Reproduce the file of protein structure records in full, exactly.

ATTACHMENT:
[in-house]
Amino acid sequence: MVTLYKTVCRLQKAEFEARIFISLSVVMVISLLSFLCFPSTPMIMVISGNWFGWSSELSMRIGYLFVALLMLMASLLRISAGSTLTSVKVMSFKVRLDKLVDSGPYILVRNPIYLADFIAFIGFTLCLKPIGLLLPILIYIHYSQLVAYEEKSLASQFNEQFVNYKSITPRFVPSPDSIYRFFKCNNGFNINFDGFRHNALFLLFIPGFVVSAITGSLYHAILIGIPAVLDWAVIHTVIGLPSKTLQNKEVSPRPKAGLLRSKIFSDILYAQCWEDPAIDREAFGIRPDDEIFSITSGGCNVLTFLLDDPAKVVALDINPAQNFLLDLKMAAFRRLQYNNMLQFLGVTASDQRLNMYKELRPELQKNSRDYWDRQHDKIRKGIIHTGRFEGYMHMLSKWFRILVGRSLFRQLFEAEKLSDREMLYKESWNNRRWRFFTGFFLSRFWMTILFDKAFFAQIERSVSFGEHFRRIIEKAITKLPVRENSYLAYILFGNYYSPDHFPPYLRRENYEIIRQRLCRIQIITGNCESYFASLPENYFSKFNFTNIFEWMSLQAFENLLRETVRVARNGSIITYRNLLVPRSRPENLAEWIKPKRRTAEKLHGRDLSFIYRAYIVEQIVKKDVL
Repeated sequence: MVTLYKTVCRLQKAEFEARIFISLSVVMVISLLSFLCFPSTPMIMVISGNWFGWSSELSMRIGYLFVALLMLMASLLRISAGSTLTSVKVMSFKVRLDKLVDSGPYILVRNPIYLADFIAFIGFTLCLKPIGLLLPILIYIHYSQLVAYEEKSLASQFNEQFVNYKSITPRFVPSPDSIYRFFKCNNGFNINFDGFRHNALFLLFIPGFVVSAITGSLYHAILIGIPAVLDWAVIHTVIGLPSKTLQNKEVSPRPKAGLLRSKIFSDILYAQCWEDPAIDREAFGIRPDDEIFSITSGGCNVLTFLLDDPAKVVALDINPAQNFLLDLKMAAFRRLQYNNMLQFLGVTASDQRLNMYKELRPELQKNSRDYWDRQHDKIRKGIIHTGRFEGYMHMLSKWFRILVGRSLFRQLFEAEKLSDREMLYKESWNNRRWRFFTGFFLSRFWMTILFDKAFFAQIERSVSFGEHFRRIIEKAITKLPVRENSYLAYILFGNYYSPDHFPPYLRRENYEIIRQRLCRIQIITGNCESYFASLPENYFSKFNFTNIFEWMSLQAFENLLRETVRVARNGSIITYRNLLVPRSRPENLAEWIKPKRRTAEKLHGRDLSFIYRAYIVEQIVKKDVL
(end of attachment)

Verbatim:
[in-house]
Amino acid sequence: MVTLYKTVCRLQKAEFEARIFISLSVVMVISLLSFLCFPSTPMIMVISGNWFGWSSELSMRIGYLFVALLMLMASLLRISAGSTLTSVKVMSFKVRLDKLVDSGPYILVRNPIYLADFIAFIGFTLCLKPIGLLLPILIYIHYSQLVAYEEKSLASQFNEQFVNYKSITPRFVPSPDSIYRFFKCNNGFNINFDGFRHNALFLLFIPGFVVSAITGSLYHAILIGIPAVLDWAVIHTVIGLPSKTLQNKEVSPRPKAGLLRSKIFSDILYAQCWEDPAIDREAFGIRPDDEIFSITSGGCNVLTFLLDDPAKVVALDINPAQNFLLDLKMAAFRRLQYNNMLQFLGVTASDQRLNMYKELRPELQKNSRDYWDRQHDKIRKGIIHTGRFEGYMHMLSKWFRILVGRSLFRQLFEAEKLSDREMLYKESWNNRRWRFFTGFFLSRFWMTILFDKAFFAQIERSVSFGEHFRRIIEKAITKLPVRENSYLAYILFGNYYSPDHFPPYLRRENYEIIRQRLCRIQIITGNCESYFASLPENYFSKFNFTNIFEWMSLQAFENLLRETVRVARNGSIITYRNLLVPRSRPENLAEWIKPKRRTAEKLHGRDLSFIYRAYIVEQIVKKDVL
Repeated sequence: MVTLYKTVCRLQKAEFEARIFISLSVVMVISLLSFLCFPSTPMIMVISGNWFGWSSELSMRIGYLFVALLMLMASLLRISAGSTLTSVKVMSFKVRLDKLVDSGPYILVRNPIYLADFIAFIGFTLCLKPIGLLLPILIYIHYSQLVAYEEKSLASQFNEQFVNYKSITPRFVPSPDSIYRFFKCNNGFNINFDGFRHNALFLLFIPGFVVSAITGSLYHAILIGIPAVLDWAVIHTVIGLPSKTLQNKEVSPRPKAGLLRSKIFSDILYAQCWEDPAIDREAFGIRPDDEIFSITSGGCNVLTFLLDDPAKVVALDINPAQNFLLDLKMAAFRRLQYNNMLQFLGVTASDQRLNMYKELRPELQKNSRDYWDRQHDKIRKGIIHTGRFEGYMHMLSKWFRILVGRSLFRQLFEAEKLSDREMLYKESWNNRRWRFFTGFFLSRFWMTILFDKAFFAQIERSVSFGEHFRRIIEKAITKLPVRENSYLAYILFGNYYSPDHFPPYLRRENYEIIRQRLCRIQIITGNCESYFASLPENYFSKFNFTNIFEWMSLQAFENLLRETVRVARNGSIITYRNLLVPRSRPENLAEWIKPKRRTAEKLHGRDLSFIYRAYIVEQIVKKDVL